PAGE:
China attempted using force in Taiwan Strait in 1954 and 1958, which provoked large crisis in terms of the Cold war. Military activities of China were aimed at destroying military bases on the islands close to the mainland. During 2 months in 1954 PLA shelled Fujan and Jinmen islands. But such actions had counterproductive result, as soon after the shelling US and Taiwan began formal negotiations over a mutual defense treaty. The Document was signed on December 2, 1954. However, the treaty did not specify whether the coastal islands would be covered by the US protection. Only Taiwan and Penghu islands were mentioned in the document. Another regional security developments were only increasing concerns of Beijing. T. Fravel mentions that China’s concern was only raised by the fact that: “US-ROC Mutual Defense Treaty would incorporate Taiwan into this network, further increasing the KMT’s international support while reducing the odds of Taiwan unification with China. The division of Vietnam at the 1954 Geneva conference affirmed a Cold War trend of partitioning nations such as Korea and Germany” (M.T. Fravel, 2008: 236).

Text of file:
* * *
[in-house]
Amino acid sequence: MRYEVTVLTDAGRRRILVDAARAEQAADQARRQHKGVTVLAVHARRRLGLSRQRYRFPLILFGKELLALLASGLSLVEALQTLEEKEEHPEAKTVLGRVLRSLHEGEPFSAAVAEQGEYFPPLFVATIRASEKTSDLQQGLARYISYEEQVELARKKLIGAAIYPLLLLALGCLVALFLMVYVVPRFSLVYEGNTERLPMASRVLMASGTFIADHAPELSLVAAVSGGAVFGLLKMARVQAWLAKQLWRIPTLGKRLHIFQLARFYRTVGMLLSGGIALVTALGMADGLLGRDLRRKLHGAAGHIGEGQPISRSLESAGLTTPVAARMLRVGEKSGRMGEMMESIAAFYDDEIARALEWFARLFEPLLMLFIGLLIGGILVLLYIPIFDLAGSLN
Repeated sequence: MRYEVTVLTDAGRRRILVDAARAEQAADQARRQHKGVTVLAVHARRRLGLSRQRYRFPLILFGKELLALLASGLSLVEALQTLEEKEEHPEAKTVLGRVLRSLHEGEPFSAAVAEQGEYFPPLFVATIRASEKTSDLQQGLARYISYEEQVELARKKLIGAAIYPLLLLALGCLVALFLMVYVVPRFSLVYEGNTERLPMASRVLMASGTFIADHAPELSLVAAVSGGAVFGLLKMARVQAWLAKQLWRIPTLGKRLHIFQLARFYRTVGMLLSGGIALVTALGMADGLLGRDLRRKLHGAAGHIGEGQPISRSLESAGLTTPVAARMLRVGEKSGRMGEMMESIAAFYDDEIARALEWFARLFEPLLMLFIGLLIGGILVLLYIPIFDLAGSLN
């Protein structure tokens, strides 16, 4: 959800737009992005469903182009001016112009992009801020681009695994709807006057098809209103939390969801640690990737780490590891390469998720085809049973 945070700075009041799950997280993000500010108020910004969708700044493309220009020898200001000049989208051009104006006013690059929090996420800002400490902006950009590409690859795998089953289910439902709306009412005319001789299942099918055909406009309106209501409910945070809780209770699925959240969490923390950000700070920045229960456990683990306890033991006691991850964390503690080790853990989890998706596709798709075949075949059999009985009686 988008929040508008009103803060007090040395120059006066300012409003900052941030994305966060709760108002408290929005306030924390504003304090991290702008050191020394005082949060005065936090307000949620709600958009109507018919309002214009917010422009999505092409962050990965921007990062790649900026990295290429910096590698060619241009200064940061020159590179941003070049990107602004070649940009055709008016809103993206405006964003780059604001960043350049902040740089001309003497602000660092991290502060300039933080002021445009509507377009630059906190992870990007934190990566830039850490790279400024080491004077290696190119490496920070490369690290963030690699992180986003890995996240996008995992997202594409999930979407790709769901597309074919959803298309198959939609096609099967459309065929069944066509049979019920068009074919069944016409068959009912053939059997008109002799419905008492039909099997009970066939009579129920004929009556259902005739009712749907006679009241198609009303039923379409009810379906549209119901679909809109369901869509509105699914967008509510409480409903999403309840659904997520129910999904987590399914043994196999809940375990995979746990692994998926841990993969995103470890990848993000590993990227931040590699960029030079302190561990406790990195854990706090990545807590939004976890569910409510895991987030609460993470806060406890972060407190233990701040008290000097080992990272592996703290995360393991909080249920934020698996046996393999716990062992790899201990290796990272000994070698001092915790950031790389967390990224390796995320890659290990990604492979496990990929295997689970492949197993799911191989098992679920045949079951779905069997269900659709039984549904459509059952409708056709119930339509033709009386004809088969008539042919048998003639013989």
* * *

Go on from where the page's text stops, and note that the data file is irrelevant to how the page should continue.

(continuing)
US also made a sharp response to the shelling of Jinmen and Mazu islands by PLA in August 1958. On September 4, Secretary of State John Foster Dulles stated that US would use force to prevent PRC from capturing Janmen. Before this escalation the information leaked that the US were planning to place nuclear-tipped Matador missiles on the island. US also constructed large airbase capable of supporting B-52 bombers that potentially could be used in strikes against Chinese mainland. In November 1957 joint Taiwan-US military exercises were held in the Strait. In March 1958 US consolidated 17 military aid agencies that had been established to provide assistance to Taiwan into the Taiwan-US defense command.